Intrigued with Eternity: The Allure of Vampires Captured in Spanish-Language Cinema

Americas (English Edition), November-December 2010 | Go to article overview

Intrigued with Eternity: The Allure of Vampires Captured in Spanish-Language Cinema


RENFIELD: "AREN'T YOU DRINKING?"

COUNT DRACULA "I NEVER DRINK WINE."

In the mid-1950s, Mexican producer and actor Abel Salazar was desperately searching for the right man to play the main character in his movie El vampiro (1957), a Mexican reading of Bram Stoker's novel, Dracula. Finally one evening, he went to see a play at the legendary Blanquita Theater in Mexico City and discovered a young Asturian actor that fit the part perfectly. "I've found my vampire!" he said to himself, and approached German Robles, a tall, thin, serious actor of 27. Robles went on to do a memorable cinematic rendition of Stoker's novel, playing Count Duval, an eccentric and sleepless character with a habit of taking walks at night, sleeping in a coffin, and fatally biting the jugular of his victims.

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The movie, with its gloomy setting in a dark provincial Mexican town, was a bit, and a year later, Salazar produced an equally successful sequel El ataud del vampiro (The Vampire's Coffin, 1958). In spite of the tight budget available at the time for movies of this genre, El vampiro is probably one of the best examples of Mexican horror film. Some have remarked upon the similarities between the physical looks and acting styles of German Robles and Christopher Lee, the actor in the English movie Dracula (1958). Lee worked for the British company, Hammer Film Productions, personifying Dracula for almost a decade, but it would be ridiculous to say that he influenced German Robles, since the Mexican movie came out a year before Dracula.

The recent boom of US vampire movies and novels--Stephen Meyer's Twilight, which has sold 42 million copies since 2005; his first adaptation of this trilogy which grossed 177 million dollars in the first seven weeks following its debut; and the countless number of famous directors that have based their works on Stoker's novel (Tod Browning, Roman Polanski, Andy Warhol, Werner Herzog, and Francis Ford Coppola)--makes one wonder whether Latin American vampires can coexist in a literary genre that originated in 19th-century Europe. But the answer is clear. Quite a number of vampire movies have been made in Latin America, and while some aren't very good, others are well qualified to bear the standard of cult films.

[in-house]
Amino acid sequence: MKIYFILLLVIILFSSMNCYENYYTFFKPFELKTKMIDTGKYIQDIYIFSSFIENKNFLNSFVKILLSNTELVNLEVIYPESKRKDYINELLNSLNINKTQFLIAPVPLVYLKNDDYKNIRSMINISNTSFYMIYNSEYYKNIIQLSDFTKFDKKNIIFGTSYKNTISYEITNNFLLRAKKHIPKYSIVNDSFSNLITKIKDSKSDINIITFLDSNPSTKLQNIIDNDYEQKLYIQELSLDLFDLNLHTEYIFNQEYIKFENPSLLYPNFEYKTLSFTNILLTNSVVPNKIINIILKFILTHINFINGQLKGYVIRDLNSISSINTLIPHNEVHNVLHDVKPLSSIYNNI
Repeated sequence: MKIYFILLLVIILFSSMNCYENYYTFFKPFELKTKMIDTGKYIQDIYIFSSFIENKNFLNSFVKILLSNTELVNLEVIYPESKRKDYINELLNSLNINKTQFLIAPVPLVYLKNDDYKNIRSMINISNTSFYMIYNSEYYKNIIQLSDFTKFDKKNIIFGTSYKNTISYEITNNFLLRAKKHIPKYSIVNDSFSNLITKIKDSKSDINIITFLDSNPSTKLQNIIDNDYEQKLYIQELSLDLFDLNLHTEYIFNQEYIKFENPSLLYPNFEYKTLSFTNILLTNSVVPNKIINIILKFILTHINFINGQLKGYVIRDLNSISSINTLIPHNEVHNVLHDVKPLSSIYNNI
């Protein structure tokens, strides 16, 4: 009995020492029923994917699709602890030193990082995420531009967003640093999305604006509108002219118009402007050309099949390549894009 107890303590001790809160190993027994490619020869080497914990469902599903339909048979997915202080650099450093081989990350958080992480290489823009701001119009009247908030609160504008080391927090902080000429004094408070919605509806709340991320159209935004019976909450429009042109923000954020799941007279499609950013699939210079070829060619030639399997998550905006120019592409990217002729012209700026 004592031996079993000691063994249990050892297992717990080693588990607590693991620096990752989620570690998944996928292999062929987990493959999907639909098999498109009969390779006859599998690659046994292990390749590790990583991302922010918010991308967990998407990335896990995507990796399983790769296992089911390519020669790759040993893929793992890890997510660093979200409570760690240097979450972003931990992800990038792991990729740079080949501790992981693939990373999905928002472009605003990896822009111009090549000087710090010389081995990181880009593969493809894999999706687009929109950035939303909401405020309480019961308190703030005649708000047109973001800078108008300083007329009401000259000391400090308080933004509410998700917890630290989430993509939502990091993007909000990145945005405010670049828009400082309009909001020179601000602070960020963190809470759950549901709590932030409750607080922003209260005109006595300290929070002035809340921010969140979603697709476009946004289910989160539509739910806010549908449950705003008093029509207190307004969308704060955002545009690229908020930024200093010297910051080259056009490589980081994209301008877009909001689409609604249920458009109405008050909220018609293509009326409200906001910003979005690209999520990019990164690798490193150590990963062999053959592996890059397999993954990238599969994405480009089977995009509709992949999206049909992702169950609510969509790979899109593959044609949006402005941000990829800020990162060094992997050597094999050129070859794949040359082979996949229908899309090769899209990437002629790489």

The first time that Count Dracula was heard speaking the language of Cervantes was in 1931. The Spanish version of Dracula was being filmed then at the same time as the famous Tod Browning version that launched Hungarian actor Bela Lugosi into stardom. The English version was being filmed by day, but at night--in the same studios--the Spanish adaptation was being created. The Spanish film in this case sought to be an exact copy of the English original, which was the custom in those days for successful Hollywood films. The Cordoban actor that played Dracula was very physically similar to Lugosi and he was even advised to move his cloak in the same way as his Hungarian colleague did. The English version was not distributed commercially in Hispanic markets and, until very recently, could only be seen in movie clubs, on television, or on video. Many believe, however, that the Castilian adaptation is technically much better than Browning's. Dozens of films from this period were lost or destroyed with time, but the only known copy of this gem was found stored in a film library in Havana and is still in good condition for showing. Years later, with El vampiro, Bram Stoker's character was finally portrayed in a movie with real Latin American flavor.

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After the success of El vampiro and El ataud del vampiro, Abel Salazar made another vampire movie unrelated to its two precursors. It was called El mundo de los vampiros (The World of Vampires, 1960). The film is a classic revenge story involving a vampire and one of his descendents who kills him. …

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